Pollutant Information: Nitrous Oxide 

About Nitrous Oxide

Category: Greenhouse gases

Nitrous oxide (N2O) contributes to climate change due to its positive radiative forcing effect and the gas has a relatively high impact, with a global warming potential (GWP) of 298 compared with a figure of 1 for carbon dioxide. The agriculture sector dominates emissions of N2O: emissions from agricultural soils in 2014 account for 64% of total UK emissions, and other agricultural sources add another 7%. Other important sources in 2013 include road transport and power generation. Historically, industrial processes have been a significant source, due to emissions from the manufacture of chemicals – nitric acid and, in particular, adipic acid. In 1998 the sole UK manufacturer of adipic acid commissioned an abatement unit, leading to the significant reduction in the contribution to total emissions from that plant. That process subsequently closed in 2009. The contribution of road transport to total N2O emissions is small, but there was an overall increase in N2O emissions between 1990 and 1999 from this source. This was due to the introduction of catalytic converters, since N2O was formed as an unwanted by-product in reducing NOx, in particular by the early generation of cars with catalytic converters. Total emission levels have fallen by 55% since 1990.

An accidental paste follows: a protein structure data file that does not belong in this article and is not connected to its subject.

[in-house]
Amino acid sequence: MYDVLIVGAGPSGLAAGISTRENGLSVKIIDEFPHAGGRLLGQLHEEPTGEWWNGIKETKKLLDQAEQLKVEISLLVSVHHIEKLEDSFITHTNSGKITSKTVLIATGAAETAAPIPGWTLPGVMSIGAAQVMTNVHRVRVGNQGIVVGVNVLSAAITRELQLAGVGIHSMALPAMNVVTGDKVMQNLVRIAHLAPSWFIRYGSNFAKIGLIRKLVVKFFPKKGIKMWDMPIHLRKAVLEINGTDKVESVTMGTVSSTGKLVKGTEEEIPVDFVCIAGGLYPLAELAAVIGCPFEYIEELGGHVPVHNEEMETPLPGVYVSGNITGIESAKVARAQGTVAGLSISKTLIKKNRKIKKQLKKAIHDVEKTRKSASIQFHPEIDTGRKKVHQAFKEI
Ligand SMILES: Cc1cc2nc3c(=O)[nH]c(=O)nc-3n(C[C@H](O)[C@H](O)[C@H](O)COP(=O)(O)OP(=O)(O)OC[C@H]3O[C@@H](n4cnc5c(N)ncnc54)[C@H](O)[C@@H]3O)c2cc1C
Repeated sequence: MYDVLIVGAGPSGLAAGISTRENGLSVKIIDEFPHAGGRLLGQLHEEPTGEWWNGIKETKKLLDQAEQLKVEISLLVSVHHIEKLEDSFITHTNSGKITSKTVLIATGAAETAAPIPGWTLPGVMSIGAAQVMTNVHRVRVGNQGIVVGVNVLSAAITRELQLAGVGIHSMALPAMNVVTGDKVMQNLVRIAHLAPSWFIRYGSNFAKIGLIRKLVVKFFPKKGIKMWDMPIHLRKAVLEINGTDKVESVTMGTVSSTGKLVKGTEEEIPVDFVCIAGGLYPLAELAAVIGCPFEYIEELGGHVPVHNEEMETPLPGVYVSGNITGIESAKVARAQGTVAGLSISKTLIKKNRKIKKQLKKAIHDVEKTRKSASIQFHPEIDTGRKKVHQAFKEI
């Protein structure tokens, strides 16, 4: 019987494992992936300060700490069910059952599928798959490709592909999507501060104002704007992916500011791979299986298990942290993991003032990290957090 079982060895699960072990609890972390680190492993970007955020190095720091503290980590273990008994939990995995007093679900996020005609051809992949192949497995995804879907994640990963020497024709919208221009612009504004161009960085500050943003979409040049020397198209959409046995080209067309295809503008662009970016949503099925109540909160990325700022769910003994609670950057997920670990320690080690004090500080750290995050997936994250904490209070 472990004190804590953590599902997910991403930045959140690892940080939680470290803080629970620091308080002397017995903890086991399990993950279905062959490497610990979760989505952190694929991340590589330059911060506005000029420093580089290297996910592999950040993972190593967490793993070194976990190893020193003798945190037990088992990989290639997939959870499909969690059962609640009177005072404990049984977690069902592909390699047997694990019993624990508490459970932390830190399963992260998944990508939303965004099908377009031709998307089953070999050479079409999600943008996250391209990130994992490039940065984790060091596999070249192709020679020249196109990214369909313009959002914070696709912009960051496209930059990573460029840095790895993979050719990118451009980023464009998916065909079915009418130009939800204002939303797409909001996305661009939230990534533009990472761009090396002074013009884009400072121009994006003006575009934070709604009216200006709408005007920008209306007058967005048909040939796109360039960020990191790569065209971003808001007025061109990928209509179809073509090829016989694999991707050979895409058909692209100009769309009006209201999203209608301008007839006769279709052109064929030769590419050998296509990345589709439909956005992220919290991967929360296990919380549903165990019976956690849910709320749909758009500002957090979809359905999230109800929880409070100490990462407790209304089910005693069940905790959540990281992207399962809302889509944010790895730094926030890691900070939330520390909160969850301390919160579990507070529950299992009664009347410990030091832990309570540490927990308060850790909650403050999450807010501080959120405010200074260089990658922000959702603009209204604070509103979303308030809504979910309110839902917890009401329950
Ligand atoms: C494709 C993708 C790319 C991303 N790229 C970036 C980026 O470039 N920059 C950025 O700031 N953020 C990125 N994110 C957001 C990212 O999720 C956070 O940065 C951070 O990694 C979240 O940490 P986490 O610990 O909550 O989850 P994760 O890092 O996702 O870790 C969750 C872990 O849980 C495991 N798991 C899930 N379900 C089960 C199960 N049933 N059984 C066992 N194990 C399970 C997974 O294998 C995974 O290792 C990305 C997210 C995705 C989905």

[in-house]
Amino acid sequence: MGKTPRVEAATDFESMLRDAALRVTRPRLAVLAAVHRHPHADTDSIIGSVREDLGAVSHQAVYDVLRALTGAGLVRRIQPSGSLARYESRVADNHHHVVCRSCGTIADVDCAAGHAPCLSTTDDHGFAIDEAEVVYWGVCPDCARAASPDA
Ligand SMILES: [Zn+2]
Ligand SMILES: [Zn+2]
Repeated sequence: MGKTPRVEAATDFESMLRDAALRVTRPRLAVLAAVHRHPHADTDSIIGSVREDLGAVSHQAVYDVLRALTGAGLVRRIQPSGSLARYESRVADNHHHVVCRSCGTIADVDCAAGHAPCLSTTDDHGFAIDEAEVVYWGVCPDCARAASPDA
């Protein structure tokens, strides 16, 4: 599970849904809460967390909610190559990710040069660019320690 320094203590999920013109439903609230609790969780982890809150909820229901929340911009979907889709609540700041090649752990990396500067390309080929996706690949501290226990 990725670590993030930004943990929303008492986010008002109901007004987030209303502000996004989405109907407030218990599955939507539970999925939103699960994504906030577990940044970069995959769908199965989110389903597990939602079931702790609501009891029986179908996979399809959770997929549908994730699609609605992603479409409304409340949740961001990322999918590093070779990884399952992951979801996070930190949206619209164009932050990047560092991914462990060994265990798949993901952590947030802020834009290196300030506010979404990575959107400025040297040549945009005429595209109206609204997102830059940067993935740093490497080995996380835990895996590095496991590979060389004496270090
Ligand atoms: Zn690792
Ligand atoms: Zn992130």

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Time series graph

Notable events

Start year End year Sector Information Impact
2000 2011 Agriculture - Soils Decrease in synthetic fertiliser application to soils for crop growth. The EU Nitrates directive/NVZs put restrictions on the use of nitrates. Decrease in emissions
1991 1993 Industrial Processes Industrial nitric and adipic acid plant closures. Decrease in emissions
1998 1998 Industrial Processes Abatement installed at the adipic acid plant to comply with IPPC regulations. Decrease in emissions